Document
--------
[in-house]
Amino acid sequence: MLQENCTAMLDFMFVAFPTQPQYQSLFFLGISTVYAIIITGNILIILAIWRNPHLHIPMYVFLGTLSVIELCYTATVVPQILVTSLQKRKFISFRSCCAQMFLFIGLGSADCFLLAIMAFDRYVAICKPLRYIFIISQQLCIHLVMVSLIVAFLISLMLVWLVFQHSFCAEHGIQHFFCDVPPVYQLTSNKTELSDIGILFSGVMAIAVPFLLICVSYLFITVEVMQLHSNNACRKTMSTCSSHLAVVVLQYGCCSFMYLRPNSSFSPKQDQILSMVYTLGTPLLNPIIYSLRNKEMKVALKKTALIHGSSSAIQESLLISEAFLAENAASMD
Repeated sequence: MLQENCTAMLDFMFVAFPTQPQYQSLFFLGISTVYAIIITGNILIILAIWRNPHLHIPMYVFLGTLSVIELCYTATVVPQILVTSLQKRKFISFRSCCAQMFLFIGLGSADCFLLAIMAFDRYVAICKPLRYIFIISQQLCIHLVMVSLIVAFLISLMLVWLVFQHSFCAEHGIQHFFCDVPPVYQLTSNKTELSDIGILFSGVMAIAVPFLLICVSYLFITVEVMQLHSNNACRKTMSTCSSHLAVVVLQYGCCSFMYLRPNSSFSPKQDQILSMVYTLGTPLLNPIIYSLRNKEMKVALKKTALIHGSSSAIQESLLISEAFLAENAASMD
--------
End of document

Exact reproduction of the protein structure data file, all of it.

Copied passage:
[in-house]
Amino acid sequence: MLQENCTAMLDFMFVAFPTQPQYQSLFFLGISTVYAIIITGNILIILAIWRNPHLHIPMYVFLGTLSVIELCYTATVVPQILVTSLQKRKFISFRSCCAQMFLFIGLGSADCFLLAIMAFDRYVAICKPLRYIFIISQQLCIHLVMVSLIVAFLISLMLVWLVFQHSFCAEHGIQHFFCDVPPVYQLTSNKTELSDIGILFSGVMAIAVPFLLICVSYLFITVEVMQLHSNNACRKTMSTCSSHLAVVVLQYGCCSFMYLRPNSSFSPKQDQILSMVYTLGTPLLNPIIYSLRNKEMKVALKKTALIHGSSSAIQESLLISEAFLAENAASMD
Repeated sequence: MLQENCTAMLDFMFVAFPTQPQYQSLFFLGISTVYAIIITGNILIILAIWRNPHLHIPMYVFLGTLSVIELCYTATVVPQILVTSLQKRKFISFRSCCAQMFLFIGLGSADCFLLAIMAFDRYVAICKPLRYIFIISQQLCIHLVMVSLIVAFLISLMLVWLVFQHSFCAEHGIQHFFCDVPPVYQLTSNKTELSDIGILFSGVMAIAVPFLLICVSYLFITVEVMQLHSNNACRKTMSTCSSHLAVVVLQYGCCSFMYLRPNSSFSPKQDQILSMVYTLGTPLLNPIIYSLRNKEMKVALKKTALIHGSSSAIQESLLISEAFLAENAASMD